With high court set to rule on health reform, Illinois’ insurance exchange hangs in the balance

Crain’s reports:

“If the U.S. Supreme Court strikes down President Barack Obama’s overhaul of health care, Illinois Gov. Pat Quinn will face a stiff challenge holding on to the state’s health insurance exchange, a key component of the landmark law.

Advocates say the state should set up its own health insurance exchange, even without the legal framework — and crucial funding — provided by the federal Patient Protection and Affordable Care Act.

While Mr. Quinn generally has praised the federal law, his administration said it isn’t making a contingency plan should the high court toss it out. Any attempt to follow Massachusetts, the only state with an active health insurance exchange, would have to overcome a long list of political obstacles in Illinois. But the practical concerns would likely be almost as daunting.

There is no predicting how the Supreme Court may rule when it issues its decision, which is expected in June. Yet last month’s oral argument has sparked speculation on what becomes of reform efforts if the high court invalidates some or all of the massive statute.

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Passed by Congress with the rest of the health reform package in 2010, the state-level exchanges are intended to satisfy two key requirements of the federal law. They would be markets where individuals and small employers could satisfy the mandate to buy insurance, but the law would also guarantee that insurance companies would sell policies to most people who apply.

But an Illinois-only exchange could be hobbled if both of those two features, the individual mandate and the guarantee, aren’t incorporated.

“The government is building the walls of the mall and the insurance companies build the stores,” said David Stumm Jr., an executive vice president of Stumm Insurance LLC, a North Side insurance broker. “But if (carriers) have to sell product that’s guaranteed and not mandated, then no one’s going to open a store in the mall.”

The purpose of the Illinois exchange would be undermined without the mandate, which is aimed at ensuring enough buyers such that it makes economic sense for insurers to offer products on the market, some insurance experts say.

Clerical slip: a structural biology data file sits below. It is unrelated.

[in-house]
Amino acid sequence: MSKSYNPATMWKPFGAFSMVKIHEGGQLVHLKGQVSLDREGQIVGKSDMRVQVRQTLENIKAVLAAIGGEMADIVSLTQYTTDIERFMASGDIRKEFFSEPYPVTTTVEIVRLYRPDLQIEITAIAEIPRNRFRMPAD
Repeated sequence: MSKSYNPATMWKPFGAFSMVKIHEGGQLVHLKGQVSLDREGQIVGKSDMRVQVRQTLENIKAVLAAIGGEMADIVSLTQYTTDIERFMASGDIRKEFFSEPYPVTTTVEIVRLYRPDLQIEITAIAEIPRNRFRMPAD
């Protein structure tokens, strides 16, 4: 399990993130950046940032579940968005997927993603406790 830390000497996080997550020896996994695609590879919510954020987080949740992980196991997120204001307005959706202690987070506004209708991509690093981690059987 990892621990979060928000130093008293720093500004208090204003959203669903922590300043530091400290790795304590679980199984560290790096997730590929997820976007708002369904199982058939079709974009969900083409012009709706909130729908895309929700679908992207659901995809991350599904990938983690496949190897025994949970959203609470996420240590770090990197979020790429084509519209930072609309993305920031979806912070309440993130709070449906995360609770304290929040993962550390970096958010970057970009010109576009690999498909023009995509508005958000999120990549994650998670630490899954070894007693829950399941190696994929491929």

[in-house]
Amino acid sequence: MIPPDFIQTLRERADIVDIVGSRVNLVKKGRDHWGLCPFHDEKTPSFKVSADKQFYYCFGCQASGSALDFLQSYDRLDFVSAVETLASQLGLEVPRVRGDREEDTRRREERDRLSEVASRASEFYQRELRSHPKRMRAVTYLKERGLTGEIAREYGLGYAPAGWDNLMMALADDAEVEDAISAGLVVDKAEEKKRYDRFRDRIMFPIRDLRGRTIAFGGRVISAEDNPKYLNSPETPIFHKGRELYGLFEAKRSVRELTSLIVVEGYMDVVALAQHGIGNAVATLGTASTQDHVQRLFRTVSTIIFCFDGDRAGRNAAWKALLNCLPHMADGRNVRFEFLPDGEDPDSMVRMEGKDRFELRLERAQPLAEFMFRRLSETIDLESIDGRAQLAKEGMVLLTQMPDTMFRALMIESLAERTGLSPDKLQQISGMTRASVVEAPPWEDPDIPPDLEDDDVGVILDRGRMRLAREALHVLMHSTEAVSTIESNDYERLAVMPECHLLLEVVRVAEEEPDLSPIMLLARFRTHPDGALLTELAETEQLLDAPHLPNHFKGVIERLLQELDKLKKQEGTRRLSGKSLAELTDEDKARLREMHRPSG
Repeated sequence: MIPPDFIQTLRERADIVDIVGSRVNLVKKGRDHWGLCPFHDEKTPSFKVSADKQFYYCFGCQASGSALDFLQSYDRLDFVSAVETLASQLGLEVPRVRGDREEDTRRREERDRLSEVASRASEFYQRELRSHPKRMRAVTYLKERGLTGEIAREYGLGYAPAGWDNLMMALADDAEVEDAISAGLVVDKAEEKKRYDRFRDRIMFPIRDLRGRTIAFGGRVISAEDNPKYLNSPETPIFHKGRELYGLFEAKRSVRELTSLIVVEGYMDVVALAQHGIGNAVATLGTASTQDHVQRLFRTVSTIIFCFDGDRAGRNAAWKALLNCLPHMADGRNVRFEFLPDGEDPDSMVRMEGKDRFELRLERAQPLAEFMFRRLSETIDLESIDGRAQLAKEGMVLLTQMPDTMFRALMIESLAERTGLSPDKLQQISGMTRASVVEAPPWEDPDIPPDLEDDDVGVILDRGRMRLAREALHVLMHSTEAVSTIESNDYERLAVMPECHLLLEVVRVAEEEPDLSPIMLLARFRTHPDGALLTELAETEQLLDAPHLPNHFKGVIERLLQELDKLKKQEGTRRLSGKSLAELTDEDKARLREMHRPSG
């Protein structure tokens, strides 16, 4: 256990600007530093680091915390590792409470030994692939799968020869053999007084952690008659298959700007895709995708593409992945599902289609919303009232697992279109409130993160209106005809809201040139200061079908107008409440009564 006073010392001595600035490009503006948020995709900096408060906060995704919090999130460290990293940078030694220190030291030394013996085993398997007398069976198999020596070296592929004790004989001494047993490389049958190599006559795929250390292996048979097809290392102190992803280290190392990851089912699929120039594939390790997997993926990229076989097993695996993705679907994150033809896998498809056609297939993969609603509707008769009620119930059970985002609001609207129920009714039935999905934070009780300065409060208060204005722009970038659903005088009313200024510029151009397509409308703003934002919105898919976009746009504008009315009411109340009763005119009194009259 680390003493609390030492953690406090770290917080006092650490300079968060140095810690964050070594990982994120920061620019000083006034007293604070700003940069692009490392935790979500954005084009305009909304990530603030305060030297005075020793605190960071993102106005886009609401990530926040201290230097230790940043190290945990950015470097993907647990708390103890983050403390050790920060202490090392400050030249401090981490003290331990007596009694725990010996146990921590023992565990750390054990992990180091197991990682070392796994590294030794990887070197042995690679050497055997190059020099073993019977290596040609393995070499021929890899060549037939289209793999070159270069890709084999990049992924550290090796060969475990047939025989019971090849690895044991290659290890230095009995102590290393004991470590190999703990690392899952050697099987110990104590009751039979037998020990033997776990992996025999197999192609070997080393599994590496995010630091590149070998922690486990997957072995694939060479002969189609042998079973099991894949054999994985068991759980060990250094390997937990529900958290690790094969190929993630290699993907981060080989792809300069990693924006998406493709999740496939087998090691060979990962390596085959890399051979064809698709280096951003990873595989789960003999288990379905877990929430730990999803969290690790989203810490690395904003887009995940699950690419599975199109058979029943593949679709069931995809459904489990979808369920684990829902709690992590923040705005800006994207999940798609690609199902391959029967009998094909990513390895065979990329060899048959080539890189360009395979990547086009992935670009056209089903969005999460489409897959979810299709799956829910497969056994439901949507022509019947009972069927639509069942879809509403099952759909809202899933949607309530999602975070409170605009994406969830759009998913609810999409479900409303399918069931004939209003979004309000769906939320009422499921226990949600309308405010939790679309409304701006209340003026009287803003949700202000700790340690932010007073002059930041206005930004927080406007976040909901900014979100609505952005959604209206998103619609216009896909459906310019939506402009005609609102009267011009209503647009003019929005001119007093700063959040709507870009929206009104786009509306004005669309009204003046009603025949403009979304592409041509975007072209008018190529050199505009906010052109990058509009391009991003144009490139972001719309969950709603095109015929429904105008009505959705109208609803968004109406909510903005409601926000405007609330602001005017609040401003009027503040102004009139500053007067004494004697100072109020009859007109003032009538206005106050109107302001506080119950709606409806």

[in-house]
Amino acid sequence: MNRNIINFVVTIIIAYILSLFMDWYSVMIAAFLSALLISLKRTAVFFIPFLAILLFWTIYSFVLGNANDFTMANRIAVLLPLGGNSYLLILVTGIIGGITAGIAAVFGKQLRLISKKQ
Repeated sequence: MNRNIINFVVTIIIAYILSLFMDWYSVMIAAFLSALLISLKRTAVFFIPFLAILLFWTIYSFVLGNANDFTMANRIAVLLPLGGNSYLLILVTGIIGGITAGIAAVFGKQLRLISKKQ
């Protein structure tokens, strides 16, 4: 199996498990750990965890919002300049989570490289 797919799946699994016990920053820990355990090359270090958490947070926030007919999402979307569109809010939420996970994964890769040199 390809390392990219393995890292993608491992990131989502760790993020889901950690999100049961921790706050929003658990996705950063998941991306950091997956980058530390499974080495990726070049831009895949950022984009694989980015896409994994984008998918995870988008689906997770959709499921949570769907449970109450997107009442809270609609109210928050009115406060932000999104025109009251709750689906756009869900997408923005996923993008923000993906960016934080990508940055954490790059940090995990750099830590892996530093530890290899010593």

“The fundamental underpinning of having the exchanges is having risk mix,” said Steve Riedl, a Chicago-based senior consulting actuary for Towers Watson. “Without the individual mandate, you lose the incentive to play in the exchanges.”

Advocates say that even without the mandate, an Illinois exchange could still increase competition in the markets for individual and small-group coverage, reduce premiums and increase access to insurance.

“Creating the insurance exchange is something Illinois lawmakers should do regardless of what decisions are made in Washington,” said Brian Imus, who as director of public interest group Illinois PIRG has been involved in setting up the Illinois exchange. “Bringing more competition in the health insurance market is in the interest of everyone.”

Without the mandate, Illinois legislators can implement their own provisions to ensure broader participation by healthy people in the exchange. For example, Illinois could implement its own individual mandate, as Massachusetts did, Mr. Imus suggested.

“The state has always had the power to regulate insurance, and if the federal government doesn’t want to do it may be the state will,” said John Bouman, president of the Chicago-based Sargent Shriver National Center on Poverty Law. He also is involved in setting up the Illinois exchange.

Insurers also could lobby to impose limits on when individuals or groups can enroll for coverage, or add premium surcharges for late enrollment, said Nancy Daas, a partner at Chicago-based benefits consultant CMC Advisory Group.

As of March, 13 states and the District of Columbia already had passed legislation establishing state-level exchanges, according to Menlo Park, Calif.-based Henry J. Kaiser Family Foundation.

Three other states, including Illinois, had firm plans to set one up, according to the foundation.

Lawmakers and interest groups in Springfield still are trying to hammer out legislation that would determine the exchange’s funding source and governance, among other issues.

“We are proceeding with implementation of the Affordable Care Act, which is the law,” Illinois Department of Insurance Director Andrew Boron said in a statement.

With funding from the federal government, the Illinois exchange previously has been estimated to cost more than $90 million to set up.

Under the Affordable Care Act, Illinois and other states must demonstrate to the U.S. Department of Health and Human Services that its exchange will be operational by Jan. 1, 2013. If not, the federal government will take over responsibility for setting up and running the state’s exchange.”